The first line of the novel is such a tricky thing to take on. Stephen King has really tried to convince us of its artistic form in On Writing, and he makes good points. Of course, if we look at the first line as a reader instead of a writer, it’s interesting to consider that there is also a chance that a first line worked without the reader even noticing– it caught you like a fish hook. Right by the cheek.
But, personally, I want to argue in favor of short first lines. For me, these are the most memorable, the ones that can promote a tone, a concept, and an emotion immediately, and set the whole book in motion for you. Short first lines show the artistry of the writer’s control. The greatest authors know where to cut back in word count to get closer and closer to the true intention behind the line.
Now, there are those who can really drop a line down to four or five words, and sometimes these work fantastically. I can tell that my favorites are between six and nine words– there’s enough flexibility to give context, but, by all means, still produce a clear emotion.
Check these out so you can see what I mean:
In The Absolutely True Diary of a Part-Time Indian, Sherman Alexie starts us with,
“I was born with water on the brain.”
This is such an honest start from the main character, especially for his age. We get the feeling right away that not only is this speaker unique, he feels the need to explain himself– define himself. At eight words, so much is provided here.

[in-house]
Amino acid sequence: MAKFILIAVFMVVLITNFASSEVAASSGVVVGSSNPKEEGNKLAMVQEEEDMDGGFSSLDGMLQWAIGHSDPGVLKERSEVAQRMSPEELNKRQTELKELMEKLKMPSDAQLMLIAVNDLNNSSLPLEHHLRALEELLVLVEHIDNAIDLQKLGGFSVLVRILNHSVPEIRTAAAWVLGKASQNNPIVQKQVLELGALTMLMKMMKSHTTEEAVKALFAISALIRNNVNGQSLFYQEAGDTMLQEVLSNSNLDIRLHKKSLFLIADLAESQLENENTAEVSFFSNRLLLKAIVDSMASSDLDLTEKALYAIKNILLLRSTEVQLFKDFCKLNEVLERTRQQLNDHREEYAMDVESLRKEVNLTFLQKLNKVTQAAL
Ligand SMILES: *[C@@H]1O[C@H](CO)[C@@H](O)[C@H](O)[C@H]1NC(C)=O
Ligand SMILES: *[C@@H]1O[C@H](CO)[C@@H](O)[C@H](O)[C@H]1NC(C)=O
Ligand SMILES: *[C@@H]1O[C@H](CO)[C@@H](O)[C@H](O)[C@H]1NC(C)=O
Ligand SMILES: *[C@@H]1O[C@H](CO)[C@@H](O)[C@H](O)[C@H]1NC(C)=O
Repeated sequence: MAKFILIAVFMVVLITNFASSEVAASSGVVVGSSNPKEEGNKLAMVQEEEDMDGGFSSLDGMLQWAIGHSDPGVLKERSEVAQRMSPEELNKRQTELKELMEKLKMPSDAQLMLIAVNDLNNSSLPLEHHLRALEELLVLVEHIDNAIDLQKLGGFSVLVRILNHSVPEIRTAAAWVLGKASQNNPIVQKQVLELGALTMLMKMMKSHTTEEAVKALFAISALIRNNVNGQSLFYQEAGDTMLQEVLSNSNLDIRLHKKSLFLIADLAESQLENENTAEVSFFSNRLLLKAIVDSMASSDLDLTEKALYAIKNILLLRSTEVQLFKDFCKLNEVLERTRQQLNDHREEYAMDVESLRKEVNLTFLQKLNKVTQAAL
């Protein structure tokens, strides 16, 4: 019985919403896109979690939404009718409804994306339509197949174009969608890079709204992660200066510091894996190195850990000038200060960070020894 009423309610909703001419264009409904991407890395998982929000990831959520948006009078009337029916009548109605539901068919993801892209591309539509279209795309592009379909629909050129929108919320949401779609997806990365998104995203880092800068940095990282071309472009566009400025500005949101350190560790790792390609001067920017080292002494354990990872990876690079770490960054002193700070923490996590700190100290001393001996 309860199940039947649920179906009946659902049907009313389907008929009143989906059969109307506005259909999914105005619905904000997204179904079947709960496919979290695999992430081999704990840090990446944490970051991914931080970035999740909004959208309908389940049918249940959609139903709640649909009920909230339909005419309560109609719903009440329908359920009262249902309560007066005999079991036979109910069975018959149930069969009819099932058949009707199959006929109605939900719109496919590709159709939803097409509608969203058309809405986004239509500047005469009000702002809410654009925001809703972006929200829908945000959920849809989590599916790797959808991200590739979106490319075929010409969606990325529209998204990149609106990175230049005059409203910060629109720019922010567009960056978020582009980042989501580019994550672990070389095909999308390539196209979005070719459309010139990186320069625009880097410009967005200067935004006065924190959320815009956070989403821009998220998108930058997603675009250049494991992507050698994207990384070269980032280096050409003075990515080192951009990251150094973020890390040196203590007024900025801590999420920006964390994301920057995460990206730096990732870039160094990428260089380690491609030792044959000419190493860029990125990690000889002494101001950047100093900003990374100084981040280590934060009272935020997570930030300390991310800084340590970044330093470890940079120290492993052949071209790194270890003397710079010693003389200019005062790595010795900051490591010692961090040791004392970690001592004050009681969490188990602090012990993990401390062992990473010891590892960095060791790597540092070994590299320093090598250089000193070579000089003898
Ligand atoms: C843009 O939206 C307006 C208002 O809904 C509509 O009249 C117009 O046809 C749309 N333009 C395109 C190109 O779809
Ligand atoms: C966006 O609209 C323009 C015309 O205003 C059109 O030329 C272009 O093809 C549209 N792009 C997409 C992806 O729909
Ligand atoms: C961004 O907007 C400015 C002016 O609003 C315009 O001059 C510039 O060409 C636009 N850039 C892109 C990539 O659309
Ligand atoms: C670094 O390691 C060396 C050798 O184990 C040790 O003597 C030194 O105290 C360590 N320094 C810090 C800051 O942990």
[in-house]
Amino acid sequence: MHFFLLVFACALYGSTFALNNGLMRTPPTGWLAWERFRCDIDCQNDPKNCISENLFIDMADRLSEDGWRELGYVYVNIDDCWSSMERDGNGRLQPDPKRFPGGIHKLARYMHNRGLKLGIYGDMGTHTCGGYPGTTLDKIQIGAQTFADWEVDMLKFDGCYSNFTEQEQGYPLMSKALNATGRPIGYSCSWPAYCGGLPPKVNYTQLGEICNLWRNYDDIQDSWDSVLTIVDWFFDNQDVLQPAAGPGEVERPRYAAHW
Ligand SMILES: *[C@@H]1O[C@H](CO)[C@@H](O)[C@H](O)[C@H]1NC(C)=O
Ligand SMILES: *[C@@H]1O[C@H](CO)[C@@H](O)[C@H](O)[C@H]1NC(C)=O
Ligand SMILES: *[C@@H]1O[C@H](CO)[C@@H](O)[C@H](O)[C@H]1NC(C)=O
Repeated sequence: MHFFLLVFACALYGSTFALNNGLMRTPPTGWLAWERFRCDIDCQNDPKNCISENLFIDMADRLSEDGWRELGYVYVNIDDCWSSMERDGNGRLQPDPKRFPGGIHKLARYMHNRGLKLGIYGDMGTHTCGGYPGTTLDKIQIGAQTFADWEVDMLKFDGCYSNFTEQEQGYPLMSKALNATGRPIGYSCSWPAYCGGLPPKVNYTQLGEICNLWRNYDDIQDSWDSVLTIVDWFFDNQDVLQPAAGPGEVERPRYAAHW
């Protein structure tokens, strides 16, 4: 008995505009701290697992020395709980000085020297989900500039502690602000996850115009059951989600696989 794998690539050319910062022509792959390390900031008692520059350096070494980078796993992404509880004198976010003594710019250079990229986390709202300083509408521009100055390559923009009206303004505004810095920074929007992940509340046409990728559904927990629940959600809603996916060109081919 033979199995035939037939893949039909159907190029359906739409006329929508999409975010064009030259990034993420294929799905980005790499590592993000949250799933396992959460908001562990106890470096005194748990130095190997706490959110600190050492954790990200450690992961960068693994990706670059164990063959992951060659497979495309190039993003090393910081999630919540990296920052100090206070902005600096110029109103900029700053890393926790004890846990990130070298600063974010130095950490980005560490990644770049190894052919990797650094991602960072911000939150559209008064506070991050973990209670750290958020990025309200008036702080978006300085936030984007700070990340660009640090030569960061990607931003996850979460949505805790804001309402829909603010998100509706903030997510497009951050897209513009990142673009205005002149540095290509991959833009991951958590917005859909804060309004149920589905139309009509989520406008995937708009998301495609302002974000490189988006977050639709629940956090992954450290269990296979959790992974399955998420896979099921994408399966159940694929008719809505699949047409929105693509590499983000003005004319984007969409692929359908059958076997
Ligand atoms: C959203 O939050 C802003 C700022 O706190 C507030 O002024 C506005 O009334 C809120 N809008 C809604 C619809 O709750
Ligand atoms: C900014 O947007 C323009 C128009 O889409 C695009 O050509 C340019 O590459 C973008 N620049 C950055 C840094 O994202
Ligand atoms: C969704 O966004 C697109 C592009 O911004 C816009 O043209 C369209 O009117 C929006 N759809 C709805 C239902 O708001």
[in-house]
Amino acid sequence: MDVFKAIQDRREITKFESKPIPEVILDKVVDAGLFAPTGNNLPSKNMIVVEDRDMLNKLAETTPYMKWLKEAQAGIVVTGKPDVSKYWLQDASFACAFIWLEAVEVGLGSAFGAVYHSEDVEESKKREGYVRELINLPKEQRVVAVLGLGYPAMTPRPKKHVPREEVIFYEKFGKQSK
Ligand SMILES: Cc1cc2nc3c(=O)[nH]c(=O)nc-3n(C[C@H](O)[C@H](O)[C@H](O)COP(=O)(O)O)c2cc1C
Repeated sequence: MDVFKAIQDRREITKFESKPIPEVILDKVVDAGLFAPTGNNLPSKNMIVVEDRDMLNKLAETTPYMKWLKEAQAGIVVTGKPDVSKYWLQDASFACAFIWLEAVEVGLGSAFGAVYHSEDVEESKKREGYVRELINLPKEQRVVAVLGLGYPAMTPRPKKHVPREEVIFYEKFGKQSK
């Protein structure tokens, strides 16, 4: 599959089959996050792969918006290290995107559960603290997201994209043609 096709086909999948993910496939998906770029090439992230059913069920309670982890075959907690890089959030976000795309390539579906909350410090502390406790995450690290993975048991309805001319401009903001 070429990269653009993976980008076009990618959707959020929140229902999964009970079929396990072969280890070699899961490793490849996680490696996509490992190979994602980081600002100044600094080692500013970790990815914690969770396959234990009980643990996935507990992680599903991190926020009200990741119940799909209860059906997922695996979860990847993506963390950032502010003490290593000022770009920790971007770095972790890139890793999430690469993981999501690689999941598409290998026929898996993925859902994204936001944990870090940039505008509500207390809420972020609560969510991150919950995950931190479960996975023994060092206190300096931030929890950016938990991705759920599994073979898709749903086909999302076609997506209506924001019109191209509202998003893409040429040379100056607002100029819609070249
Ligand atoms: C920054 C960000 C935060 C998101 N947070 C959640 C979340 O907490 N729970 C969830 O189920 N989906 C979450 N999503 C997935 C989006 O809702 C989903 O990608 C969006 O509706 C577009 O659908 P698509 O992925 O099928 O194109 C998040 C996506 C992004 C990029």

In The Cellist of Sarajevo, Steven Galloway starts with,
“It screamed downward, splitting air and sky without effort.”
This one is at nine words and does such an amazing job defining the incoming terror of attack as shown through a missile. This is such an intense choice– you’re immediately dropped into conflict and action.
Dana Spiotta’s first line in Eat the Document goes like this:
“It is easy for a life to become unblessed.”
With nine words for this one as well, there is not question that Spiotta’s character is going through the kind of transition she can’t control. And with the awesome title pushing this message in a different way, it’s hard to look away from the page after this. I am absolutely in love with the control of tone here.
Paul Harding in Tinkers begins with,
“George Washington Crosby began to hallucinate eight days before he died.”
This one is at eleven words, but that extra wording gives us emphasis on the character’s name. It is interesting that we get the whole name here, which has almost as much weight as the man’s oncoming fate. And it’s true that both the family behind the name and the consciousness of death is going to be important here.
Now a classic– if we look at Mrs. Dalloway by Virginia Woolf, you can see a first line that is weighted with a situation, but almost distracted by an everyday chore:
“Mrs. Dalloway said she would buy the flowers herself.”
Lots of readers these days have a hard time connecting with Mrs. Dalloway– after all, conflict in this seems light compared to the conflicts of other books, and it’s hard for many to see this as complex. If you’ve ever seen the movie The Hours, you can see a modern consideration of what Mrs. Dalloway was trying to do. I see this line in this light: In nine words, we see the introduction of the character, her class (since normally she doesn’t do this kind of work herself), and her focus on individual choice. We see the importance in the everyday for this writer and that there is something low and subtle beneath the everyday.
When I started writing this, I was certain I was in love with extremely short first lines, but I guess I was wrong about this since my average seems to run at 9. So now I’m on the lookout for shorter lines– ones at only five words or so– that can still provide so much about what’s about to come and the characters involved. Any ideas?